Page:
Canberra was last night bracing for a second major storm as it cleaned up from Tuesday night's damaging "supercell" storm, which dropped up to 1m of hail and caused chaos in the centre of the capital.

Hailstones as large as golf balls and winds over 50kmh lashed the city for less than 30 minutes on Tuesday night but left trees defoliated and turned nature strips into mud baths.

The Bureau of Meteorology yesterday said the storm which hit Canberra was a supercell, the same type of storm responsible for the devastating twisters of tornado alley in the US.

"This storm was an ultra-efficient, thermo-dynamic machine," a bureau spokesman said.

"It feeds itself."

The supercell formed about 10pm on Tuesday and about an hour later it hit Civic, the centre of Canberra.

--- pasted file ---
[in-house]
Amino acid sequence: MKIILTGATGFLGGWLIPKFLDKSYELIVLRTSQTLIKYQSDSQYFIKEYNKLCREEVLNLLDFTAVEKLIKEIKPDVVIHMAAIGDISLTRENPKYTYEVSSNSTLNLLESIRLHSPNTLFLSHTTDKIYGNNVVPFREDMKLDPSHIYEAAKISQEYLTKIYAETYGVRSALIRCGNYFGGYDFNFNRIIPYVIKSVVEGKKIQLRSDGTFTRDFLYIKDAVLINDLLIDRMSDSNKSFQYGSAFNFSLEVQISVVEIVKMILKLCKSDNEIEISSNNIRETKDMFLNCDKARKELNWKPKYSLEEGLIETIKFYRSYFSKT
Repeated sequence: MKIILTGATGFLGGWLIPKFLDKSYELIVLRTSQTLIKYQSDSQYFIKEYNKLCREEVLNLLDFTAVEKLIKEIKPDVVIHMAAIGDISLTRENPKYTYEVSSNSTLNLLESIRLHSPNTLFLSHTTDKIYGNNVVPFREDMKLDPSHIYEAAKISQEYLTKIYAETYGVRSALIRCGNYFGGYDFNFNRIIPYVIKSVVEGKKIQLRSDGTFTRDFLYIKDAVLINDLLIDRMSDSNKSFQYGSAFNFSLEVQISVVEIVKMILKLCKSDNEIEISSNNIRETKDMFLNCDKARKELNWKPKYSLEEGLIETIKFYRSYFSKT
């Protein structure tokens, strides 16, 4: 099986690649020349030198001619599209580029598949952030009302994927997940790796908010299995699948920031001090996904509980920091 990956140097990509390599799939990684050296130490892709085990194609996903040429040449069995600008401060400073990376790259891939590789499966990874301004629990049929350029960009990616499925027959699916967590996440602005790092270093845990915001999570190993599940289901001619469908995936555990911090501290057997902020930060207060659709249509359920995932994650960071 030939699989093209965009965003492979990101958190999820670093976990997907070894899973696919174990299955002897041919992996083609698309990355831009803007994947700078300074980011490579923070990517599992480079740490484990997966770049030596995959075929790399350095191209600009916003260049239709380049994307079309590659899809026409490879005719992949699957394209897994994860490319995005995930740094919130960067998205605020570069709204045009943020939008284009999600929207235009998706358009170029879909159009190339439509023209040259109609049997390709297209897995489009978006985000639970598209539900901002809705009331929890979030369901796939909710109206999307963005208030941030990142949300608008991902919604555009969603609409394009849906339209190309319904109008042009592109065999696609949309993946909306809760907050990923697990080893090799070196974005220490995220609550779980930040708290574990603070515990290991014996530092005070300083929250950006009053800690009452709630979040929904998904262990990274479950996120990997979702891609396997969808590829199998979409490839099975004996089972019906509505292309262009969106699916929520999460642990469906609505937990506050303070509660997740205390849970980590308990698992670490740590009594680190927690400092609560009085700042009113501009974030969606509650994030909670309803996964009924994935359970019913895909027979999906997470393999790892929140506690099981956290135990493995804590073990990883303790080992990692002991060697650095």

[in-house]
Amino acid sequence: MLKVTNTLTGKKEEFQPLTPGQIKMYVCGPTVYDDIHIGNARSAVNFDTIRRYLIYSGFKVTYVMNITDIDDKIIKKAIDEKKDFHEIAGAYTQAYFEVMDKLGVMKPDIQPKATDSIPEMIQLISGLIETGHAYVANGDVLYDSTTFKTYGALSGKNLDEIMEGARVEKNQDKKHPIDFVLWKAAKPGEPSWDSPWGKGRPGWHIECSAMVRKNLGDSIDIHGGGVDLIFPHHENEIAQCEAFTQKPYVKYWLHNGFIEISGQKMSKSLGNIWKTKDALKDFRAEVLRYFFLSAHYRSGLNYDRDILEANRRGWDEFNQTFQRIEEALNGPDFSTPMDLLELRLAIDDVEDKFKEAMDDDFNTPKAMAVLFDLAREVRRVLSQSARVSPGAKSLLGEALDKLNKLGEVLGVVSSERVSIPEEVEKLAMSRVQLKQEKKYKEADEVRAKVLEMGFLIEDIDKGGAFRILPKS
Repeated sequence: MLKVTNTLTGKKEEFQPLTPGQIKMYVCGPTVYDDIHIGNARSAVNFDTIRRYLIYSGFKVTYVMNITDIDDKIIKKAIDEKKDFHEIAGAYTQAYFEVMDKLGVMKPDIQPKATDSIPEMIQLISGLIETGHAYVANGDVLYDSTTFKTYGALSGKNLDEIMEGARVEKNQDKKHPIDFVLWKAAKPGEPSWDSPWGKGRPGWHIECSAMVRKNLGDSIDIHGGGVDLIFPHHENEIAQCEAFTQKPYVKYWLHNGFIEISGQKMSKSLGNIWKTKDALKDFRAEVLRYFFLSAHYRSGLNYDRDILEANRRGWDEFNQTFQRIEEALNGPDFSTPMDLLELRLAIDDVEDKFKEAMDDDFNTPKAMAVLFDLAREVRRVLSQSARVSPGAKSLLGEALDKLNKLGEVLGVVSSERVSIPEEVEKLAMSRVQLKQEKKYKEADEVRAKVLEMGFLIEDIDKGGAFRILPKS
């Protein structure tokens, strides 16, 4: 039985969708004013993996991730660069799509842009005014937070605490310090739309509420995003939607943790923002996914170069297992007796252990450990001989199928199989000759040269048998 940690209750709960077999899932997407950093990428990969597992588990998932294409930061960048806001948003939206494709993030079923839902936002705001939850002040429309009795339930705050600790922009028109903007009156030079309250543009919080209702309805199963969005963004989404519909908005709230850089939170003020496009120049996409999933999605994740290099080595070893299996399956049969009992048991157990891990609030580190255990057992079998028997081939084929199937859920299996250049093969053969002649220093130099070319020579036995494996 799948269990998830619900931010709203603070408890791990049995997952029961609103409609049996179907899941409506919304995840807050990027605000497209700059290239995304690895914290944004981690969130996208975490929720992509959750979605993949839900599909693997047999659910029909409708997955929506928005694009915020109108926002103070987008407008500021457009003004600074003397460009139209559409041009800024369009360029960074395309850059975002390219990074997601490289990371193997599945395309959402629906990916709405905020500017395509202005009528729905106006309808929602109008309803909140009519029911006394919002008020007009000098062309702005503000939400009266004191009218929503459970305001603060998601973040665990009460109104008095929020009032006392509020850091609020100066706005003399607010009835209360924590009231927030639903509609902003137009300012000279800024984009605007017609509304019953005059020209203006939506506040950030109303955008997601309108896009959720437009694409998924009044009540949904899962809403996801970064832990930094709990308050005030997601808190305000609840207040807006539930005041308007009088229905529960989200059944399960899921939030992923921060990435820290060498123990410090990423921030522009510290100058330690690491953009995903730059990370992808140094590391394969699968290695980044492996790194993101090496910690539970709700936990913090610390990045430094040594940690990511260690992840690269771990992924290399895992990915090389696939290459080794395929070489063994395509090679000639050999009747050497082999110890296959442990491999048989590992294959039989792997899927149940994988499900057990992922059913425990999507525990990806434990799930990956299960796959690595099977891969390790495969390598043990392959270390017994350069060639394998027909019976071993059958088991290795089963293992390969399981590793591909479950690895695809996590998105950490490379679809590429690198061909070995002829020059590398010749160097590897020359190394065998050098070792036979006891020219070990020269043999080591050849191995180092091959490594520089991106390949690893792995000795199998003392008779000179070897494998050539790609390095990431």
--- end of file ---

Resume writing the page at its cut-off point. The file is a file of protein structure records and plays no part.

The storm forced the closure of the Australian National University, two high schools, government departments and many roads while it damaged the ACT Magistrates' Court and ACT Policing headquarters.

Canberra's main retail centre, The Canberra Centre, was forced to shut its doors as insurers moved in to assess the cost of extensive flooding in the recently redeveloped centre.

Bulldozers were called in early yesterday morning to clear metre-deep ice drifts in Civic as commuters awoke to peak hour horror in a city unused to traffic jams.